Fort De Soto park consists of 1,136 acres, hosts 328 species of birds and is a refuge to the loggerhead sea turtle. It has 7 miles of waterfront with several beaches (including a dog beach! rare in Florida) and if you are going to visit the Gulf Coast I couldn’t recommend another destination more highly.

Riverdog laying in the glow of the rig’s exterior blue led lights and looking past our camp grill at a pretty bay sunset.

This was our “shakedown” weekend where we drove out from the house, towed the rig over a bridge, parked up and connected to power and water, and basically tested out all the features and equipment over a long weekend.

From their website:

The park property was first purchased from the federal government in 1938 for $12,500. In 1941 the property was sold back to the federal government for $18,404 to be used as a gunnery and bombing range during World War II. The property was repurchased from the United States in 1948 for $26,500.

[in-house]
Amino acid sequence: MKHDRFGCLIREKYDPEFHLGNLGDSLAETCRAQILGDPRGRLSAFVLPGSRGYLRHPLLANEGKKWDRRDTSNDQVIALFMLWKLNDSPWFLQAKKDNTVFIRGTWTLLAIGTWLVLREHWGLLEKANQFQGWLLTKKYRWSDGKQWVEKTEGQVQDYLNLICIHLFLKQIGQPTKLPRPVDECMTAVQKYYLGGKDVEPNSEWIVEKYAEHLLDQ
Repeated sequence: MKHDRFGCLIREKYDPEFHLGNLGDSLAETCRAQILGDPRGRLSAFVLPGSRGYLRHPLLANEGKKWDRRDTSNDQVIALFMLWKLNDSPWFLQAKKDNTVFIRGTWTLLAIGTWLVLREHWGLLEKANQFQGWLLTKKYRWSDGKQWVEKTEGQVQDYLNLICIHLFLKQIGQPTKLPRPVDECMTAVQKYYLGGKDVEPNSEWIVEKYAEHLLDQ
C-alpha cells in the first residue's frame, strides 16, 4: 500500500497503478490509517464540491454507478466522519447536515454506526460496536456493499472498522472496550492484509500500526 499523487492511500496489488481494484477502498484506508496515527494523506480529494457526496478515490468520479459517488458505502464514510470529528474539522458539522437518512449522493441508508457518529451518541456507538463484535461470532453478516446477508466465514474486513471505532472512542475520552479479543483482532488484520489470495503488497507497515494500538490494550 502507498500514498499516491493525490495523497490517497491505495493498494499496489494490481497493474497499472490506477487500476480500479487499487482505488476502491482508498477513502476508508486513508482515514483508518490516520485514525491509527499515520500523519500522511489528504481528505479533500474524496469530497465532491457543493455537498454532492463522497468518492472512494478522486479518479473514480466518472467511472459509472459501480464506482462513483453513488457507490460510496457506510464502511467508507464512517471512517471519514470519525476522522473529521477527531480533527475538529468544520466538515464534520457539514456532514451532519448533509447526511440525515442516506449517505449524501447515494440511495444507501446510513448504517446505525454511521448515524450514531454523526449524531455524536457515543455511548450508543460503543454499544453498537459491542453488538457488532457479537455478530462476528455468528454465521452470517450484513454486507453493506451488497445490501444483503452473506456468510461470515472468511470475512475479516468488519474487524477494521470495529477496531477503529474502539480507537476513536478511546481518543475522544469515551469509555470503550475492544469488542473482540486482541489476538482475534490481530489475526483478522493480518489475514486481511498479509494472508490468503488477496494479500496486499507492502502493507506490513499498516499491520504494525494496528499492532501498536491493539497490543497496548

The 12-inch mortar battery, located at the fort for which the park was named, was listed in the National Register of Historic Places in 1977. Adding to the historical interest at Fort De Soto, two British breech-loading, rapid-fire rifles of 1890 vintage were installed in March 1982. Markers showing the original building locations and a Quartermaster Storehouse Museum add to the park’s historic interest.